Ez történt

2005. 03. 01.

Zoltán Kocsis assembled an unusual programme with the National Philharmonic Orchestra. Between two popular numbers (Dukas: The Sourcerer's Apprentice; Debussy: La Mer) he placed a pair of barely known works (Richard Strauss: Burlesque for Piano and Orchestra; Gabriel Fauré: Ballada for piano and orchestra) into a sandwich.

As a filling, the French pianist, Michel Dalberto expressed his gratitude but felt horribly unwell: even with the first chord he looked ill, and whenever he found himself with spare hands, he clung desperately to his instrument while repeatedly wiping his perspiring forehead. During the interval, your faithful reporter learned that in the afternoon, the artist had been battling a temperature of 40 degrees and he needed an injection before he was in concert shape. Dalberto proved an excellent patient, he played the piano fantastically with unbounding energy, unbelievable virtuosity and to all intents and perfectly. Strauss wrote this work at the age of twenty one, it is rather aimless, but Dalberto conjured from this hair-raisingly difficult solo every conceivable colour, feeling and mood. Dalberto's piano tone is brilliant: he directed the piano strings, tuned to breaking point, to a wondrous resonance with his immense hands, which were particularly suitable for the playing of octave passages: in this area, he produced a quite unique sound, rather like a machine gun. After the interval, he demonstrated his subtle but never precious artistry in the Fauré piece: he was emotional but never over the top. As an encore he gave us Ravel's Ondine from Gaspard de la nuit, with miraculously mixed colours, showing himself to be quite a charmer: anyone in his physical condition is truly being polite to choose such a difficult work. In summation: Dalberto is ultimately still a a “clavier hussar” (to quote J. S. Bach): it was instructive to see him after hearing Alfred Brendel the week before (See Magyar Narancs Feburary 10,  2005). Brendel is a great artist, Dalberto “only” a pianist, true a stunningly talented one. By contrast, even as an adolescent, Zoltán Kocsis was more than a mere keyboard player and now as a conductor, is increasingly important. We could see clearly in Dukas's work, often regarded as bloated salon music, just how deadly seriously Kocsis takes every note of the score. The music became increasingly demonic, sometimes prophesising certain Bartókian shadows. La Mer was a quite different level of performance, in the second half (The play of the waves) it transpired just how grotesque the great impressionist Debussy could be, in the third (Dialogue between wind and sea) how these elements are truly threatening, indeed sometimes murderous. With this concert, we must bid farewell to the Music Academy for a while as it prepares for renovation.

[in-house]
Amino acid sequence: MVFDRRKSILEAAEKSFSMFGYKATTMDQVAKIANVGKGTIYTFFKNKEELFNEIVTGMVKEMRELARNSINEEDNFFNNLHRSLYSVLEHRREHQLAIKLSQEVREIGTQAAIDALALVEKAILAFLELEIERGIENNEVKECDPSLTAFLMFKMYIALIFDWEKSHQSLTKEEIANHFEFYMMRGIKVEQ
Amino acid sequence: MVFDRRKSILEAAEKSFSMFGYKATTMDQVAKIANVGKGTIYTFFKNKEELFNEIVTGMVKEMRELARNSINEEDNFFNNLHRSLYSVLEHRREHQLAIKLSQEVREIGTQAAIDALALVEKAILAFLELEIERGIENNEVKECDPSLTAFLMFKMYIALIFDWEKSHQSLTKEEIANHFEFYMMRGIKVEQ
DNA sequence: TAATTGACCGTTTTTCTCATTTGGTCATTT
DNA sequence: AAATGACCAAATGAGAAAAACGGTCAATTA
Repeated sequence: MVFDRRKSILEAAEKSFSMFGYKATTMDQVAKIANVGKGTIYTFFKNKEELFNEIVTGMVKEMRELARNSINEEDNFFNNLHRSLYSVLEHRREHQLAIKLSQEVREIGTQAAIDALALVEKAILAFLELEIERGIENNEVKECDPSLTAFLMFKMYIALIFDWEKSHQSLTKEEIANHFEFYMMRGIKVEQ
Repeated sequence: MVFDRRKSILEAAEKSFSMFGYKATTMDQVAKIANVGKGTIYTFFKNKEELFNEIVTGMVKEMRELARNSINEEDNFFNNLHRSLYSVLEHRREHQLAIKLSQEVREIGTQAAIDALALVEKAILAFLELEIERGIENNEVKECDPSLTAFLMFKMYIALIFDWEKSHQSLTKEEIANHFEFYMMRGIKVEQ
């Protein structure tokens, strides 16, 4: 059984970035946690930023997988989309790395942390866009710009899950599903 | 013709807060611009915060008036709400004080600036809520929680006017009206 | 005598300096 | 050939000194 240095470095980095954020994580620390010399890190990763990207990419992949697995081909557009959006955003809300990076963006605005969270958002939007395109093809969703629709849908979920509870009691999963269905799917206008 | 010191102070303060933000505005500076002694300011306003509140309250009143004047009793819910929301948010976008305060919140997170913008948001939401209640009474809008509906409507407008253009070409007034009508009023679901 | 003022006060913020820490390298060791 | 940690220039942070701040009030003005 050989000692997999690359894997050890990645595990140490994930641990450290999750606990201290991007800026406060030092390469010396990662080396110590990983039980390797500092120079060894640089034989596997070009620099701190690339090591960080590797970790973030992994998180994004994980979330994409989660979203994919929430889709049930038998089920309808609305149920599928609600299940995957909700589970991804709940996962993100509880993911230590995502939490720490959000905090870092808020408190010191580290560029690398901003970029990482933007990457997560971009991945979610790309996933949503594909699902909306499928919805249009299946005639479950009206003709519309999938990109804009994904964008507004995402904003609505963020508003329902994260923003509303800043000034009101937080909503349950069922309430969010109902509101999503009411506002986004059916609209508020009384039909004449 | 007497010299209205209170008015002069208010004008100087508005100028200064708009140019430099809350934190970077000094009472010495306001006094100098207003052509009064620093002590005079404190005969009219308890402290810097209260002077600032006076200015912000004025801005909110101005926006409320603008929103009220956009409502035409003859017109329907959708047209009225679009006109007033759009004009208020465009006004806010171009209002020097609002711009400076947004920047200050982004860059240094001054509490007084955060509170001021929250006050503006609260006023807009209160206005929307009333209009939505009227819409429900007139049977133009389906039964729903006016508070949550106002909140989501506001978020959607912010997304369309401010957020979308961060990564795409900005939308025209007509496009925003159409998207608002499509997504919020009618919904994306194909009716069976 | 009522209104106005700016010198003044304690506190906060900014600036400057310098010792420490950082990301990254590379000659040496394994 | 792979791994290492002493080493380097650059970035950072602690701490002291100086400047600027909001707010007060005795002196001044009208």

András Csont
(Magyar Narancs, February 17, 2005)

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